More than 3000 doctors around the country are set to strike again in the New Year, after negotiations over rosters stalled before Christmas.
Junior doctors held a 48-hour strike in October, saying rosters were unsafe and demanding 12 consecutive days of work be reduced to 10.
The District Health Boards (DHBs) agreed to the reduction, but the New Zealand Resident Doctors' Association said negotiations came to a standstill shortly before Christmas.
National secretary Deborah Powell said it had now voted to take further strike action over three days from 17 January.
"We've given the DHBs our membership lists so they can plan for the strike, and there are over 3000 members [of the Association] that are on that list, so you can expect around 3000 doctors to take part in this action," she said.
Dr Powell said she hoped the DHBs would act before then.
"We are hopeful that we can get this settled, but having said that we were hopeful we could get this settled before the October strike, and obviously we were unsuccessful at that point in time. But we will only get this settled around a bargaining table and we are hopeful we would be able to see the DHBs at the table, and get a resolution, before the strike starts."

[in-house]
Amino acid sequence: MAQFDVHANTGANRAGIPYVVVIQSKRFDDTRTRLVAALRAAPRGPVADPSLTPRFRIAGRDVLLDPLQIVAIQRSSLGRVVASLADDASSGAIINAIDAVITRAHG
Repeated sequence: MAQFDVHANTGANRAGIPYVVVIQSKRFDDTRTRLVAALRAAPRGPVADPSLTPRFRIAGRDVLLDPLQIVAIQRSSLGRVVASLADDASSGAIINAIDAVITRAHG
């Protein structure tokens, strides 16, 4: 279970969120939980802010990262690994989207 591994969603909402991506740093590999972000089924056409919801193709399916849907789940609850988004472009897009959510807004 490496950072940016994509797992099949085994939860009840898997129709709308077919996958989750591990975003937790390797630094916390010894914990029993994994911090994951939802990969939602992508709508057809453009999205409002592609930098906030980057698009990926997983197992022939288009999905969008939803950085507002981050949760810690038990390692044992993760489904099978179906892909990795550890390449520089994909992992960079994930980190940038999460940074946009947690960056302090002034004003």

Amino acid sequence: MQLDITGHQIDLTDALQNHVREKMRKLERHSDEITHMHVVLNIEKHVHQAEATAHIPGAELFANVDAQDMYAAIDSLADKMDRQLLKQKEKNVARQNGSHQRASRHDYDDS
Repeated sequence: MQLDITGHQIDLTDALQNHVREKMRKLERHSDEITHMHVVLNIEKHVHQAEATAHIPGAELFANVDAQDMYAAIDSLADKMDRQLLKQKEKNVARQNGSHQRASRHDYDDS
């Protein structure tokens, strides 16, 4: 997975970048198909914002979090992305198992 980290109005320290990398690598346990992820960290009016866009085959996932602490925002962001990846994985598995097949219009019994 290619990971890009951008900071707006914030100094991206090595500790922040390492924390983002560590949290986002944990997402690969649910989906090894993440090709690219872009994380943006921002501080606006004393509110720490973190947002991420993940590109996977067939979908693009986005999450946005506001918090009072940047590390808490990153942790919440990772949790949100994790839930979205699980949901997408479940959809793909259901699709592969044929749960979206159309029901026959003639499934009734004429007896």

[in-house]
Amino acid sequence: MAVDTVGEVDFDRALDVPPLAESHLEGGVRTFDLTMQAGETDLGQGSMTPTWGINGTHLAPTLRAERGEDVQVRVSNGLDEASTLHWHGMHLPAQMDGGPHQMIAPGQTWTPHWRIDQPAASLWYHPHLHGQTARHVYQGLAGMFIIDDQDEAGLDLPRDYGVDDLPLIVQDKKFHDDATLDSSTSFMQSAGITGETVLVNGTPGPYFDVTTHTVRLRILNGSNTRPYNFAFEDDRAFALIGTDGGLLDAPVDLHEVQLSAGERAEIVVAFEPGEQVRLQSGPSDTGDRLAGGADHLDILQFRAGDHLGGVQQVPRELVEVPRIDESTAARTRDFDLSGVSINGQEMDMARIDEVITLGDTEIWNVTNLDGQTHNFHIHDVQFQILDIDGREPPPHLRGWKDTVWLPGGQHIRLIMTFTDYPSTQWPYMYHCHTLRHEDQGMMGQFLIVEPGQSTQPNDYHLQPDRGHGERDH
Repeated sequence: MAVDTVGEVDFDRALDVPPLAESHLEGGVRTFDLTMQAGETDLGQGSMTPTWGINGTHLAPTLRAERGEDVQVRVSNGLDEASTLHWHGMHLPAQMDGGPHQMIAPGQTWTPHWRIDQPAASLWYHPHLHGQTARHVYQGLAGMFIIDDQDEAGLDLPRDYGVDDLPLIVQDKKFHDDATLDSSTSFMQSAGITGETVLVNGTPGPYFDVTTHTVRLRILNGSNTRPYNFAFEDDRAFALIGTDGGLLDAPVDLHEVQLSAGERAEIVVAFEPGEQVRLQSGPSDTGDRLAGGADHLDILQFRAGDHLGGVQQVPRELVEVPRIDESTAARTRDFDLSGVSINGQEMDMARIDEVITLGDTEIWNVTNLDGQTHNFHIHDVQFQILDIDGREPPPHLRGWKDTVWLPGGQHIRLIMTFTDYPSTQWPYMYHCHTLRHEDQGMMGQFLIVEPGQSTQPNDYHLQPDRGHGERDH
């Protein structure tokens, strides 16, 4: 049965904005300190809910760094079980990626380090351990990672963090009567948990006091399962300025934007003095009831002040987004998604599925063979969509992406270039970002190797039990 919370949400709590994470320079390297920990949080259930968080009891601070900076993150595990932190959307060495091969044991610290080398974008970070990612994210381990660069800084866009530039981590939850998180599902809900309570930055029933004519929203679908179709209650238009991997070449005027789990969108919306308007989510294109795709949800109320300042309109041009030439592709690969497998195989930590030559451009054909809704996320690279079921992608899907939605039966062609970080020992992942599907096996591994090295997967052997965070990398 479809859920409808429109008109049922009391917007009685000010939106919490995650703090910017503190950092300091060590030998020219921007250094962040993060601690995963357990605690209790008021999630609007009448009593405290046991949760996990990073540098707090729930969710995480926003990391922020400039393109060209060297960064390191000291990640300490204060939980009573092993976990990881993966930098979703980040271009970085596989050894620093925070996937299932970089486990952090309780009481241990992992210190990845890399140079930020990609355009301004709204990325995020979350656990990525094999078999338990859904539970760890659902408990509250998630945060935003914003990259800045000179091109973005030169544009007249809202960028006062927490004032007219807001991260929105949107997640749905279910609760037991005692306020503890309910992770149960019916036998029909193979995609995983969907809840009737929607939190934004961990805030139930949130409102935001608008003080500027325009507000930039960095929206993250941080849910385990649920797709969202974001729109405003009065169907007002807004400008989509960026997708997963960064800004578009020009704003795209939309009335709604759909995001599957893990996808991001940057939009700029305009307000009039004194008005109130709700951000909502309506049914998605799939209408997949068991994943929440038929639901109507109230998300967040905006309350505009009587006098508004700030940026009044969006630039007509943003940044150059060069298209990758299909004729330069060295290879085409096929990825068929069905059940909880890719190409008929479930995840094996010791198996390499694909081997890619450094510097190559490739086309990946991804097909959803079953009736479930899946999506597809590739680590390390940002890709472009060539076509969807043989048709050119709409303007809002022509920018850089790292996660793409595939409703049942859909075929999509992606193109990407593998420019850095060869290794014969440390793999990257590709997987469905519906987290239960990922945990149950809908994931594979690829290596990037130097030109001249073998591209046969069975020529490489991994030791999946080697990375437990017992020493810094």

Dr Powell said it was important doctors got a clear idea of how the rosters would work, and if they allowed for proper recuperation.
"The issue is the same [as October] it's just about how to really nail this down. So for instance, when will time off be? Will it be recoperative and meaningful for the doctors or will it be just time they can't usefully spend?
"For example, the DHBs have suggested that the day we do a night shift, so the day we're sleeping in preparation for the night shift, should be a rostered day off. But we've said, 'no that's not a day off, it's a day we're sleeping so we can work the night, so there's disputes about that."
She said recent suggestions by the DHBs surrounding how doctors are covered on their day off was concerning.
"Previously we had agreed the doctors taking days off would be replaced by another doctor, but the DHBs are now suggesting that some of those that remain on duty should pick up the work of the missing doctor in addition to their normal workload, but that just means safer hours, with unsafe workloads."